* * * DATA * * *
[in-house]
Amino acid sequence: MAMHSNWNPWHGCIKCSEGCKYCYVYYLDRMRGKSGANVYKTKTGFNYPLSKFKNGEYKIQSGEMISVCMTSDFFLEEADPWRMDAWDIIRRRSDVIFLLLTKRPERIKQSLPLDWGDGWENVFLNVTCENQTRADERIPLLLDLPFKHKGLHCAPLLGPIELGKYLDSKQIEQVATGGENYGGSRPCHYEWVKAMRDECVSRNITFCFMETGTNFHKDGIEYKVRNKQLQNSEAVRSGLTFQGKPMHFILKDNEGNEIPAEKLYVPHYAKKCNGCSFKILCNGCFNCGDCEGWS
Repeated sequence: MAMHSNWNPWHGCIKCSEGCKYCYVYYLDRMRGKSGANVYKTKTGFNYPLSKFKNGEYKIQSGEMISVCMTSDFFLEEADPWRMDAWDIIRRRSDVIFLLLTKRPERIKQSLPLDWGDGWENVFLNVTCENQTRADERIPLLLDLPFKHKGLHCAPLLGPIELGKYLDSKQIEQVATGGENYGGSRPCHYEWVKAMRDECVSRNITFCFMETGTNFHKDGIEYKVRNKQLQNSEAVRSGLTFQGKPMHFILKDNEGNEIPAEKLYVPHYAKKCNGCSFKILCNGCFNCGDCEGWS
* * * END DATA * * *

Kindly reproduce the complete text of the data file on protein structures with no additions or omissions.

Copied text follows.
[in-house]
Amino acid sequence: MAMHSNWNPWHGCIKCSEGCKYCYVYYLDRMRGKSGANVYKTKTGFNYPLSKFKNGEYKIQSGEMISVCMTSDFFLEEADPWRMDAWDIIRRRSDVIFLLLTKRPERIKQSLPLDWGDGWENVFLNVTCENQTRADERIPLLLDLPFKHKGLHCAPLLGPIELGKYLDSKQIEQVATGGENYGGSRPCHYEWVKAMRDECVSRNITFCFMETGTNFHKDGIEYKVRNKQLQNSEAVRSGLTFQGKPMHFILKDNEGNEIPAEKLYVPHYAKKCNGCSFKILCNGCFNCGDCEGWS
Repeated sequence: MAMHSNWNPWHGCIKCSEGCKYCYVYYLDRMRGKSGANVYKTKTGFNYPLSKFKNGEYKIQSGEMISVCMTSDFFLEEADPWRMDAWDIIRRRSDVIFLLLTKRPERIKQSLPLDWGDGWENVFLNVTCENQTRADERIPLLLDLPFKHKGLHCAPLLGPIELGKYLDSKQIEQVATGGENYGGSRPCHYEWVKAMRDECVSRNITFCFMETGTNFHKDGIEYKVRNKQLQNSEAVRSGLTFQGKPMHFILKDNEGNEIPAEKLYVPHYAKKCNGCSFKILCNGCFNCGDCEGWS